Left: Infant Chomp’s up for some light reading. Right: Teenager Chomp’s ready to impale some monsters.
Coupled with Ellie is a monster named Chomp, whose true identity in the storyline is something of a secret– for, it turns out, good reason. Ellie discovers Chomp early on in the game, and he immediately starts following her. Initially, Chomp’s usefulness is highly limited. He’ll float around Ellie as she attacks monsters, sometimes feeling adventurous enough to deliver a super-weak punch of his own. But for some reason, monsters in Ellie’s world drop things ranging from cookies to catapults, and when Ellie gives Chomp enough of these things, he’ll level up, getting increases in stats like Stamina, Speed, Defense, or Intellect. This, of course, is nice to see, even if you don’t always see these stats in action initially (Ellie usually destroys enemies before Chomp does much damage)– but what players will really look for when leveling Chomp is new abilities.
While a Chomp floating by himself is a somewhat useless partner, a Chomp equipped with the ability to impale enemies with Vertical Spike or throw a Castlevania-esque Holy Water projectile with Ghoul’s Cascade is a monster worth feeding his weight in chocolate chip cookies. If it isn’t clear by now, the incentives for leveling Chomp are great– and since you can gain experience points either by having Chomp defeat enemies with skills or by feeding him endless snacks, leveling is a somewhat constant affair that usually reaps reward after reward. Moreover, you can certainly speed it up if you really dedicate yourself to leveling; the gains Chomp gets almost always outweigh the monotony of impaling enemy after enemy.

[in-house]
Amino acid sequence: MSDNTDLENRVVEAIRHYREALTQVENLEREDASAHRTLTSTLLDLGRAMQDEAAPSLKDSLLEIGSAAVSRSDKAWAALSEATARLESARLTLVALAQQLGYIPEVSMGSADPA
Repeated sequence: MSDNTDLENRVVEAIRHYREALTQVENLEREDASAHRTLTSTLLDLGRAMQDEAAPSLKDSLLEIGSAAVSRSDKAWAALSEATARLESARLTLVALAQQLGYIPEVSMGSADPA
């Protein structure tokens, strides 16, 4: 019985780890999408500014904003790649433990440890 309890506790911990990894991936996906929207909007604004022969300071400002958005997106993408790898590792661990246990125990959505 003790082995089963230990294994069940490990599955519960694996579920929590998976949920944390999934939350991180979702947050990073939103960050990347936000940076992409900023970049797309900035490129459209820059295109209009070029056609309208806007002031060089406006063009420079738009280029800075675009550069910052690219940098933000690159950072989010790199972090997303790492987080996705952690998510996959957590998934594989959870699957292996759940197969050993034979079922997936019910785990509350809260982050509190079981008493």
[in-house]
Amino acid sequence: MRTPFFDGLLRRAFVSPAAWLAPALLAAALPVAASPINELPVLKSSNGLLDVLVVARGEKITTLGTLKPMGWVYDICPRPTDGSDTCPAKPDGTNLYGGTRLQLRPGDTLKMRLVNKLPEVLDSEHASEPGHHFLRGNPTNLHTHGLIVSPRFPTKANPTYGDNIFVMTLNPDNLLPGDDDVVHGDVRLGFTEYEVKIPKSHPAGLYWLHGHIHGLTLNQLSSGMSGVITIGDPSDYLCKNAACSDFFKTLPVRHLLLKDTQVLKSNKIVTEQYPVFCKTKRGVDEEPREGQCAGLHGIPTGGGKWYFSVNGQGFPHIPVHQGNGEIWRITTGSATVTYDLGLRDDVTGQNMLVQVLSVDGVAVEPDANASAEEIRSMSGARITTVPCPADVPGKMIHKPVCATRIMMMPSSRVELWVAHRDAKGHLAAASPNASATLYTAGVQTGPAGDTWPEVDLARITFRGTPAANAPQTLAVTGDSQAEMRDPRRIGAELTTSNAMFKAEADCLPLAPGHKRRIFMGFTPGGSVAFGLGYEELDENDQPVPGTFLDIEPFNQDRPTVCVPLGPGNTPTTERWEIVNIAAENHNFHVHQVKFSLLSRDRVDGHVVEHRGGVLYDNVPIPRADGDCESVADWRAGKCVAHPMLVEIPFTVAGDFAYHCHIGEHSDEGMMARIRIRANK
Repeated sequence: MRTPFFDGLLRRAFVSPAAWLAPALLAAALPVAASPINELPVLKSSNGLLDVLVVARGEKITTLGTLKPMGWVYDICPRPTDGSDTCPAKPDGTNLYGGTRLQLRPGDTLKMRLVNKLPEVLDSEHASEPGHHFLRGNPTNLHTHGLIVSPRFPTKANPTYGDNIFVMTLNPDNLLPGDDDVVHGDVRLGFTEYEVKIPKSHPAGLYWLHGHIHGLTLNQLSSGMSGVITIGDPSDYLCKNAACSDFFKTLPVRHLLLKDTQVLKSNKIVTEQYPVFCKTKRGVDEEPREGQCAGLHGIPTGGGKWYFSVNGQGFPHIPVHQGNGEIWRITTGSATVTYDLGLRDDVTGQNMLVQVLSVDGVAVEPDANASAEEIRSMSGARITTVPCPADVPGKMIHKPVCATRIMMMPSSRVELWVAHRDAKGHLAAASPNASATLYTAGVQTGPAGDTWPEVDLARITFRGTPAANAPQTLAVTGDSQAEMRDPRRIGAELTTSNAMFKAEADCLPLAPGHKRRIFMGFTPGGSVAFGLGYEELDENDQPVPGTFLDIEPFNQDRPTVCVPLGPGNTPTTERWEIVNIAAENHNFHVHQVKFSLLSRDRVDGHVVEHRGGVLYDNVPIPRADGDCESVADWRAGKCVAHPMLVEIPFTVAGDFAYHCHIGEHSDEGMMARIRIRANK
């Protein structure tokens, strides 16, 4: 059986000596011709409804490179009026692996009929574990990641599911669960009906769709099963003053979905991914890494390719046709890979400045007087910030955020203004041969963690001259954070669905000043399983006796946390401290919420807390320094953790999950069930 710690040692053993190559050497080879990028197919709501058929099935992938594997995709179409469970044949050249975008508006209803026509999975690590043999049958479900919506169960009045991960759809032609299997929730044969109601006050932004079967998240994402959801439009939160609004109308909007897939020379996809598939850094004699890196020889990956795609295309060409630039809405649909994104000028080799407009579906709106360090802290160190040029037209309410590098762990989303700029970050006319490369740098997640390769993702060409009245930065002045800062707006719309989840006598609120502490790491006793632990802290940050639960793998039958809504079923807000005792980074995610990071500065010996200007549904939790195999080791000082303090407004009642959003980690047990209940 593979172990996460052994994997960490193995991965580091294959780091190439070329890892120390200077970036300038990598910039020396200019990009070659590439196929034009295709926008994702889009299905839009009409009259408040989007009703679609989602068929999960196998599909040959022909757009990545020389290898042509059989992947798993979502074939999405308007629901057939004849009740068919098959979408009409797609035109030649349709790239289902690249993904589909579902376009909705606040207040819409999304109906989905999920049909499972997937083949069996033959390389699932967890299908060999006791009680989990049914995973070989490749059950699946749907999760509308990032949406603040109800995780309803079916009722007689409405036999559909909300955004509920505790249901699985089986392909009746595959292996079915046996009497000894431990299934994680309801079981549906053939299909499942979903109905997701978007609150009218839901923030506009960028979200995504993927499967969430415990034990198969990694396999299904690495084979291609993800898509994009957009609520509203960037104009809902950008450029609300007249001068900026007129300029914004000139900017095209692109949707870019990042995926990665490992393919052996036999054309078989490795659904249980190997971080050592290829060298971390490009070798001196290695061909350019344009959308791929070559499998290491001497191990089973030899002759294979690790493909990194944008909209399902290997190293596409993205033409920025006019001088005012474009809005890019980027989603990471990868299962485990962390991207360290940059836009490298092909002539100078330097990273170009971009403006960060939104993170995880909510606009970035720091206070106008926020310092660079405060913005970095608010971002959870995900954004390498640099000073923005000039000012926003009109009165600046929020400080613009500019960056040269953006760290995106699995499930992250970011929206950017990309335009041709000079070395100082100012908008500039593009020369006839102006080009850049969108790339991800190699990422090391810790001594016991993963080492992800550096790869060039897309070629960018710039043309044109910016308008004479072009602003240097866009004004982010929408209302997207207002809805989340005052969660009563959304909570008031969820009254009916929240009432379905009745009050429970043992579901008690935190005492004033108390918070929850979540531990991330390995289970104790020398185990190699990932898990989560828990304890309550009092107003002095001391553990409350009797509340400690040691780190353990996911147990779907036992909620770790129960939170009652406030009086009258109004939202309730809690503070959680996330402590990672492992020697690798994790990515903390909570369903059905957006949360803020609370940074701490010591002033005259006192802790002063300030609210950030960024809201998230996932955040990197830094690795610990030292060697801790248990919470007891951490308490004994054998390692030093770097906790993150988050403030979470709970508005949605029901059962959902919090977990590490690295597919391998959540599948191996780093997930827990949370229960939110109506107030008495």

In fact, DreamRift does such a great job with monster-raising that it often seems like you’re playing two games at once. While Ellie fights off the Kid Kings with her super-powered satchel, she never levels up, nor does she ever change– at least, not the way Chomp does. As you can see in the masthead, Chomp eventually turns into a giant, hulking beast of a creature– but he doesn’t always have to be that way. In fact, though Chomp can definitely evolve, and in fact gains “mandatory” evolutions by sheer virtue of moving through the game. Chomp is also equipped with a whole evolutionary tree of optional evolutions, and can thankfully switch back and forth between them. That is, while players can totally ignore the monster-raising aspect of the game and focus on the platforming action instead (though that ignores the very title of the game), players who take the time to unlock evolutions will be sucked into a realm of Poképroportions.